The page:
• The White Paper is silent on air quality – save that existing EU targets will be incorporated into UK law through the Great Repeal Bill. The government has recently been prosecuted (twice) for failing to meet these targets so we can only hope that in adopting them it intends to respect them.

As I said, the full text of Martin’s summary is on his LinkedIn page.

Wind-powered Lamp-posts
News from Scotland this week that IT company, NVT Group, has joined forces with Own Energy Solutions to develop wind turbines which attach to lamp-posts. They foresee 'huge export potential’, in addition to the two million lamp posts in the UK which could be suitable for conversion. Metered, clean energy could be fed directly into the National Grid and the company said that as a result, each suitable lamp-post conversion would save half a ton of carbon being released into the atmosphere. I spoke to NVT and asked them how the units would cope with turbulence from passing traffic and whether they would be made in Scotland. They agreed to get back to me, but had not done so by the recording deadline.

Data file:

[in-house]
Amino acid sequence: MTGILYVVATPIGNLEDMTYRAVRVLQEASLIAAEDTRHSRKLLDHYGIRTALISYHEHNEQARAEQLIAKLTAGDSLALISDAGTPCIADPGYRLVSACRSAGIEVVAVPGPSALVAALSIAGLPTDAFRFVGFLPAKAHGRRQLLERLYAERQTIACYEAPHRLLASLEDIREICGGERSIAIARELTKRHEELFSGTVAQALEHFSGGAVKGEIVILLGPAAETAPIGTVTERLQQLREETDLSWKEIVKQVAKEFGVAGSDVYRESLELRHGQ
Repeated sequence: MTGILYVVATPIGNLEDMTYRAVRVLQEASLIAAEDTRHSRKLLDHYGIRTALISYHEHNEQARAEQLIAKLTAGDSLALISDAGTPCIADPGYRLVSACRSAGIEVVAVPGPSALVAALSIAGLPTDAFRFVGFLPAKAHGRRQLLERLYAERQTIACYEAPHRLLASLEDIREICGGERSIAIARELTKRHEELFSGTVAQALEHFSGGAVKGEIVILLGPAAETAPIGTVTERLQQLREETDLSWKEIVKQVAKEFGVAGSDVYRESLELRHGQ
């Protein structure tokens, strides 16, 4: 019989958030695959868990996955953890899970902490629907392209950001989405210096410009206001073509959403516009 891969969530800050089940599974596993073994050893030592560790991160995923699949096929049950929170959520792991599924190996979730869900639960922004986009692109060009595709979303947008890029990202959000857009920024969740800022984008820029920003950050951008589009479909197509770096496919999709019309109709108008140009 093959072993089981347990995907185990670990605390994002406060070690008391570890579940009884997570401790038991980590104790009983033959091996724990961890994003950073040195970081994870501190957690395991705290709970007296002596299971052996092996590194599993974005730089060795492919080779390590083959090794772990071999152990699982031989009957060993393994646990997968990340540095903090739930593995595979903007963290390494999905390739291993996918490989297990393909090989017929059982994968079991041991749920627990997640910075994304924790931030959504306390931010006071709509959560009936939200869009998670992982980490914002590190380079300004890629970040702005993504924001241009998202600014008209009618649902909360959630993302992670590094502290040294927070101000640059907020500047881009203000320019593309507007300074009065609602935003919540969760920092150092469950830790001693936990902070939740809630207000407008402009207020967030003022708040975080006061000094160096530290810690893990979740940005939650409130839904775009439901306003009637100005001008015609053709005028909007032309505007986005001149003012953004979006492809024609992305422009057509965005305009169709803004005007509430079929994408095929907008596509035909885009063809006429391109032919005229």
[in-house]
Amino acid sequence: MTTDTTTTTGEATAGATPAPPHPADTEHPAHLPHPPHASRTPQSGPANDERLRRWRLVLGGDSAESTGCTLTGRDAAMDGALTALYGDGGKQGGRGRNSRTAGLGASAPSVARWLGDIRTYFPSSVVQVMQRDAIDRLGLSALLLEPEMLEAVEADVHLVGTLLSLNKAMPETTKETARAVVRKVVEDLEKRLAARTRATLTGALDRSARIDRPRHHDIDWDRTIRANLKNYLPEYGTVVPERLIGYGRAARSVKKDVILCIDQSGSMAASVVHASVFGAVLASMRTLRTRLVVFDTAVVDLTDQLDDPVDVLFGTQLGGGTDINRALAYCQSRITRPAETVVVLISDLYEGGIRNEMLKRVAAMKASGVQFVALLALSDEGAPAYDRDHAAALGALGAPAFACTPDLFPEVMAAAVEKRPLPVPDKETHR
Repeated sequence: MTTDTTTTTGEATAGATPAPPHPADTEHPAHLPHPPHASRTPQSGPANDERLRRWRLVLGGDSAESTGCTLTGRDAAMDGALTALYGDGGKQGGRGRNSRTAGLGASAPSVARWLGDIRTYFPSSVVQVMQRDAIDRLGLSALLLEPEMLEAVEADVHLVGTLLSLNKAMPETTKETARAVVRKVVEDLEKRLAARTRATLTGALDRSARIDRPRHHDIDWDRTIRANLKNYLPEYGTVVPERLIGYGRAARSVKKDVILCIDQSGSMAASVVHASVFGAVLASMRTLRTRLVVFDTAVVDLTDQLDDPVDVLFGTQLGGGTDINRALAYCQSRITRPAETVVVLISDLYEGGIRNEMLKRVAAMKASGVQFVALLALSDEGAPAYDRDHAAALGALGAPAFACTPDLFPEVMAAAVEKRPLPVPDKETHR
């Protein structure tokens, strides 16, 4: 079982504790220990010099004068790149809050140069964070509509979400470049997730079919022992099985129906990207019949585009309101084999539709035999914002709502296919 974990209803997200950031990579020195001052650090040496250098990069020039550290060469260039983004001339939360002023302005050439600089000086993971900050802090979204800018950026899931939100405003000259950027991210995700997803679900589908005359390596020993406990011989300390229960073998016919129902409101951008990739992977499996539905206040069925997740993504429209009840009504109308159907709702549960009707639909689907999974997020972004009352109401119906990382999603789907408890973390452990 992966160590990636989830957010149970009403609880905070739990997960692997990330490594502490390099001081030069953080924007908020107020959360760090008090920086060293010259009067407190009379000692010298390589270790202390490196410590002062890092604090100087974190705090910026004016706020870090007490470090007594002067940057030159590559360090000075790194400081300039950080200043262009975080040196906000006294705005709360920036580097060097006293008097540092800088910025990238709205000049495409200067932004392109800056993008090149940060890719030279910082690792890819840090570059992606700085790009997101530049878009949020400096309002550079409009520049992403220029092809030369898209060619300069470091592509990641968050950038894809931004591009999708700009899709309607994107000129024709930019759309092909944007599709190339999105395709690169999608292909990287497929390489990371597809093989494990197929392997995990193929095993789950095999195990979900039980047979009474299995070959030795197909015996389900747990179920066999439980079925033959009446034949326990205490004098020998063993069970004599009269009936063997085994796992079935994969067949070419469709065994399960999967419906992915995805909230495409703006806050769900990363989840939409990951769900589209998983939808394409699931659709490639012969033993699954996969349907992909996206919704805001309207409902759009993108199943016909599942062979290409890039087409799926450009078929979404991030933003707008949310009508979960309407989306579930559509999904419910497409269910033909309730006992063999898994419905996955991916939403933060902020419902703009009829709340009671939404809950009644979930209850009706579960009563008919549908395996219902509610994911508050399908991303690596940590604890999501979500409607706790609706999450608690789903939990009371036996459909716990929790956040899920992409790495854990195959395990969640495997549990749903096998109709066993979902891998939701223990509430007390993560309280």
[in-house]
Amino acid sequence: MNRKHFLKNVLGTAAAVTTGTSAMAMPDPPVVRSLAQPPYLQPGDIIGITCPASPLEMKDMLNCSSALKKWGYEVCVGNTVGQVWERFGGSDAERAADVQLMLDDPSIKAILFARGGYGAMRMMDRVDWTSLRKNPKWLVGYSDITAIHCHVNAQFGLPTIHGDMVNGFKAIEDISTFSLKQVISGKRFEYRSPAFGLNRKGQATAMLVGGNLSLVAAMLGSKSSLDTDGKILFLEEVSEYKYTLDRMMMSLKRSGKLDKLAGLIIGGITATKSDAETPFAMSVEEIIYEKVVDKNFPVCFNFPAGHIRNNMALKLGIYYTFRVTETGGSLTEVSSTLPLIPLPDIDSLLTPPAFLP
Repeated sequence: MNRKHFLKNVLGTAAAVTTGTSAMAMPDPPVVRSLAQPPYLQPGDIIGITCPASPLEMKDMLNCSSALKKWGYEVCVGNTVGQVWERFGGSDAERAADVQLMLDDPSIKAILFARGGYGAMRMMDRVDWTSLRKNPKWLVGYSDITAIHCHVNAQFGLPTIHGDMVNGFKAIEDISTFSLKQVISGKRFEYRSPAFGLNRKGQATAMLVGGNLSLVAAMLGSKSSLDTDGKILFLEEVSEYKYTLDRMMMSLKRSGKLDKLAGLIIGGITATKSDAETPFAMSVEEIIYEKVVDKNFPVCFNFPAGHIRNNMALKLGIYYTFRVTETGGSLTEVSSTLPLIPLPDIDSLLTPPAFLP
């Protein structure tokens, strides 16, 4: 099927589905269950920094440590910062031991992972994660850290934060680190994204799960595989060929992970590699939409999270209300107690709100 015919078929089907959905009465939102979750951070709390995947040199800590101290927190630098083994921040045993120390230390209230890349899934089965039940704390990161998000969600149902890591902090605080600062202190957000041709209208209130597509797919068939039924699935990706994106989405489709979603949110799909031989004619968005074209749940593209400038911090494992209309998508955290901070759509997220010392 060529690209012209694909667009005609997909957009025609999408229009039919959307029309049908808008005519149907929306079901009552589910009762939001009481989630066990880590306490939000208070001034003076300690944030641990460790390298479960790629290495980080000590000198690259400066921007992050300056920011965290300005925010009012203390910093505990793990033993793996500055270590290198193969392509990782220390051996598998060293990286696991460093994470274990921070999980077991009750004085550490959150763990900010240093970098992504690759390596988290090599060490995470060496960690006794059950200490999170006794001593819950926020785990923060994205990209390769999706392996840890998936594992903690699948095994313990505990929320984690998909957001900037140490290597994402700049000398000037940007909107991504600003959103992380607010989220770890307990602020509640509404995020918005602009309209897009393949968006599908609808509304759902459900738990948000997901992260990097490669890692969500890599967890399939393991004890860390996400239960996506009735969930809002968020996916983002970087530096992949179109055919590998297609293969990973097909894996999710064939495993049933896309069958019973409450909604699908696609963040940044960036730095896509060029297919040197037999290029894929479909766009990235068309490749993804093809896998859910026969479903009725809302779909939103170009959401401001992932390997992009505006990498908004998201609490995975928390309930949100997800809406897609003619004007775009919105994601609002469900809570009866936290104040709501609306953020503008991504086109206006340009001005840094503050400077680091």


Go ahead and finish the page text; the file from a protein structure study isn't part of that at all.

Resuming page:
The report reminded me of the lamp posts which I wrote about in my 2007 book, Will Climate Change your Life?
These were in Woking, Surrey, in the UK, and they not only had vertical wind turbines but also solar panels. They were designed to store enough energy in batteries to keep them running for 5 days in cloudy, windless conditions. Woking does not seem to have rolled out a large number, but manufacturers EETS tell me that the product, the Hybrolight, is still available and each one is individually designed for its specific location. While the NVT units appear to require a grid connection, the Hybrolight can be totally free-standing and operate without an external power supply. In the 10 years since I wrote about these lamps we have seen dramatic developments in batteries, LED lights and solar PV technology, coupled with dramatic falls in costs. I’m sure there’s a bright future for this idea.

End of the road for diesel?

According to the Telegraph a scrappage scheme for diesel cars could be introduced within months as part of a plan to lower emissions and improve air quality across the country.

Apparently work is under way by officials in the Department for Transport and Defra on a scheme to offer cashback or a discount on low-emission cars if people trade in their old polluting vehicles.